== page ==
“If Giannis was an Einstein or a scientist, he would not be getting Greek nationality because there are 100,000 kids, at least, with the same problem,” said (Spiros Velliniatis, the Greek basketball coach who introduced the teenager to the world). “Because basketball is the national sport here, those kids got to overcome the legal difficulties. The problems still stays for 100,000 kids trapped. It’s correct to say this because Giannis was the exception.”

When he was drafted and becoming a national hero in Greece, the head of one “nationalistic” party (to be kind) said Antetokounmpo shouldn’t be celebrated but arrested and deported. There are still people who feel about him that way at home (and Antetokounmpo still says Greece is home).

However, the Antetokounmpo family is living in Milwaukee now, no longer wondering where their next meal will come from. It’s a great story for them.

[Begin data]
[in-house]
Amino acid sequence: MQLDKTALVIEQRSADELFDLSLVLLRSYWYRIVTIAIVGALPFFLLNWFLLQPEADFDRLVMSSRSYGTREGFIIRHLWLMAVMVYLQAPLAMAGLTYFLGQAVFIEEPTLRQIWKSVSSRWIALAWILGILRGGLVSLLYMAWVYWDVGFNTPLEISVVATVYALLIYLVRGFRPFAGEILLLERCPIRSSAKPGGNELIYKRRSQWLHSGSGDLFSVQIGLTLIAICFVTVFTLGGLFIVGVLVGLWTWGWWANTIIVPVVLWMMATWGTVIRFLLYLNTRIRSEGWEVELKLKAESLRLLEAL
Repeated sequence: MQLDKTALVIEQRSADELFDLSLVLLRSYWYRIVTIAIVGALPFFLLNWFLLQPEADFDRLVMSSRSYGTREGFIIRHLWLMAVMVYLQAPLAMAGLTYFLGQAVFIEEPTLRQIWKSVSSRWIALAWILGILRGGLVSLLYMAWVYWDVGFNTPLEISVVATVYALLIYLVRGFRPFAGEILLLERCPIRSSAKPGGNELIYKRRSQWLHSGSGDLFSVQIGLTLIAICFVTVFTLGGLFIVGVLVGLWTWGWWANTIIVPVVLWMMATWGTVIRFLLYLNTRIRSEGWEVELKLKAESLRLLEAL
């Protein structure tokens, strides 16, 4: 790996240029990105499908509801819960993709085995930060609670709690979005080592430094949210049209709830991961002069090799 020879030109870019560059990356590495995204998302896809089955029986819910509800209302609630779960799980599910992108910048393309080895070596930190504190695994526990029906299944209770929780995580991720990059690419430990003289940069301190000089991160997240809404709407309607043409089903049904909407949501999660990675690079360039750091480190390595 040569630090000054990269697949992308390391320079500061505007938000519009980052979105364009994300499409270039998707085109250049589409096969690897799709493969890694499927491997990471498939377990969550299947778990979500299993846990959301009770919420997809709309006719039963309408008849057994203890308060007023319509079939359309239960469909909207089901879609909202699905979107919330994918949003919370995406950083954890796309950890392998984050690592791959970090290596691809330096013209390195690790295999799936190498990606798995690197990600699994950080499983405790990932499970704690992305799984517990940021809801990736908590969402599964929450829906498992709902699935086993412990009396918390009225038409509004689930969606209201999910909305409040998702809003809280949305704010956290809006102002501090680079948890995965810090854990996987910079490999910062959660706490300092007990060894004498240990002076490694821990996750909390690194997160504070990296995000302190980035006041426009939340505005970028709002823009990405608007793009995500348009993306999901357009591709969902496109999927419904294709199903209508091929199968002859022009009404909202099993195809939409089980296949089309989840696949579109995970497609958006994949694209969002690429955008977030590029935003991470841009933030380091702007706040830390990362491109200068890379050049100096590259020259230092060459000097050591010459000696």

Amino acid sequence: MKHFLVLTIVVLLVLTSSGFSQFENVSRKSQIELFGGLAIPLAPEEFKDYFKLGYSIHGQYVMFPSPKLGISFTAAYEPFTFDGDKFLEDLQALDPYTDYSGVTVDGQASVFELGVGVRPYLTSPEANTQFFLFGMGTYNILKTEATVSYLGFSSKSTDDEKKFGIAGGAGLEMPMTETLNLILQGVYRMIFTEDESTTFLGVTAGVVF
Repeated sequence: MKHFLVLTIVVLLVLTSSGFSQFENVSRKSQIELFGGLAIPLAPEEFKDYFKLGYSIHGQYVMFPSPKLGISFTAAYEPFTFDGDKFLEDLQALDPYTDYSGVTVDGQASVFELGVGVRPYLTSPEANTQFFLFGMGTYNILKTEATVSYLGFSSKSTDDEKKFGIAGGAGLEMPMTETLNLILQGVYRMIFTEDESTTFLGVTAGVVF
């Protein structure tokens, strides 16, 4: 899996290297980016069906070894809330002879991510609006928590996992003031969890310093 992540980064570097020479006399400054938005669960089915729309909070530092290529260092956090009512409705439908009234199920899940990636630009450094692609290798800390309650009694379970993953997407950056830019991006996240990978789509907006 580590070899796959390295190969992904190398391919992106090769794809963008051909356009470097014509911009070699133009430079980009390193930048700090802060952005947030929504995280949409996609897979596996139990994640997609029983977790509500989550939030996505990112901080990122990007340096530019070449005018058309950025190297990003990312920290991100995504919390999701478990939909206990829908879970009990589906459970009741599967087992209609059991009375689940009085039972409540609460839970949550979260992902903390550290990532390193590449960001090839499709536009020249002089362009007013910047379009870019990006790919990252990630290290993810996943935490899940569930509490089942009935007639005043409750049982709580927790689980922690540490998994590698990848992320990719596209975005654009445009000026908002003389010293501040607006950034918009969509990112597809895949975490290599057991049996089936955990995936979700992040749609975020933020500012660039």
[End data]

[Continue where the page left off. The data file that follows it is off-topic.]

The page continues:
Report: Steve Clifford strongly urged Hornets to draft Donovan Mitchell over Malik Monk

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The Hornets have been taken through the ringer for rejecting a monster trade package from the Celtics, who wanted Justise Winslow, for the No. 9 pick in the 2015 draft. Instead, Charlotte kept the pick to take Frank Kaminsky.

Though they weren’t alone in erring by refusing to trade with Boston, the Hornets added another catastrophic missed opportunity to their ledger last year.

Charlotte picked Malik Monk No. 11 over rising star Donovan Mitchell (whom the Jazz selected No. 13) and apparently over protests of then-Hornets coach Steve Clifford.

The Lowe Post podcast:

Jonathan Givony:

Charlotte, I had them projected to take Donovan Mitchell, because I heard that Clifford was on the table in the war room saying, “We need to draft Donovan Mitchell.” And he was overruled on that, and they took Malik Monk instead. And it’s interesting how that played out in hindsight.

Zach Lowe:

Cliff was 100 percent trying to get them to take Donovan Mitchell.

I rated Monk ahead of Mitchell, but unlike me, the Hornets had an opportunity to work out the players. Mitchell performed so well in his Charlotte workout, he believed the Hornets would pick him. They have to own that mistake.

It’s unclear who overruled Clifford – then-general manager Rich Cho or owner Michael Jordan. But Clifford and Cho paid the price, both getting fired this year.